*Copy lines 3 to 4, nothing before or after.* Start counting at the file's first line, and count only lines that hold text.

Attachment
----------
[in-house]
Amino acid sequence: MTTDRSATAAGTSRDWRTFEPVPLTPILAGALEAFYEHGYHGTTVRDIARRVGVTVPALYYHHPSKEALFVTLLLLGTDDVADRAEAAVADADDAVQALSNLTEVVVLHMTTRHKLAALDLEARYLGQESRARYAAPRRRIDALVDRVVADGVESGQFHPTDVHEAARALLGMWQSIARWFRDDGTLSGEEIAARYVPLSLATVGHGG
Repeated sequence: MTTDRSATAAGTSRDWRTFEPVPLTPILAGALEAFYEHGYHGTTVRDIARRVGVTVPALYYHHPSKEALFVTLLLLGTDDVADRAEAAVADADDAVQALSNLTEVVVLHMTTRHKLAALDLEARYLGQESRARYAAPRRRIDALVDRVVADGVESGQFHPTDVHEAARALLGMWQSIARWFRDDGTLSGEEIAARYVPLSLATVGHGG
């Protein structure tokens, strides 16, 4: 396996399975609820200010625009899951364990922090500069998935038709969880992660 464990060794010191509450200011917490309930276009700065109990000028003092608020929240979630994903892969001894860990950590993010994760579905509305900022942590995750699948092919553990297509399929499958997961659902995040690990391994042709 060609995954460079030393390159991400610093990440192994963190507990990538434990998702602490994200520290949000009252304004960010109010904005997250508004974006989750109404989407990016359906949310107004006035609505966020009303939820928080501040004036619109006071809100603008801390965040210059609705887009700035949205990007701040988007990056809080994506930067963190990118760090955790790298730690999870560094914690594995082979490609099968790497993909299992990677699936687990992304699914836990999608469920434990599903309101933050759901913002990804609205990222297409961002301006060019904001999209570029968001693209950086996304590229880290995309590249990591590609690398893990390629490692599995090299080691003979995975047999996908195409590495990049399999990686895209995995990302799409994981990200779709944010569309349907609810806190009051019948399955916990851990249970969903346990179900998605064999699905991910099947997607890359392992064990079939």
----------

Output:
Repeated sequence: MTTDRSATAAGTSRDWRTFEPVPLTPILAGALEAFYEHGYHGTTVRDIARRVGVTVPALYYHHPSKEALFVTLLLLGTDDVADRAEAAVADADDAVQALSNLTEVVVLHMTTRHKLAALDLEARYLGQESRARYAAPRRRIDALVDRVVADGVESGQFHPTDVHEAARALLGMWQSIARWFRDDGTLSGEEIAARYVPLSLATVGHGG
């Protein structure tokens, strides 16, 4: 396996399975609820200010625009899951364990922090500069998935038709969880992660 464990060794010191509450200011917490309930276009700065109990000028003092608020929240979630994903892969001894860990950590993010994760579905509305900022942590995750699948092919553990297509399929499958997961659902995040690990391994042709 060609995954460079030393390159991400610093990440192994963190507990990538434990998702602490994200520290949000009252304004960010109010904005997250508004974006989750109404989407990016359906949310107004006035609505966020009303939820928080501040004036619109006071809100603008801390965040210059609705887009700035949205990007701040988007990056809080994506930067963190990118760090955790790298730690999870560094914690594995082979490609099968790497993909299992990677699936687990992304699914836990999608469920434990599903309101933050759901913002990804609205990222297409961002301006060019904001999209570029968001693209950086996304590229880290995309590249990591590609690398893990390629490692599995090299080691003979995975047999996908195409590495990049399999990686895209995995990302799409994981990200779709944010569309349907609810806190009051019948399955916990851990249970969903346990179900998605064999699905991910099947997607890359392992064990079939």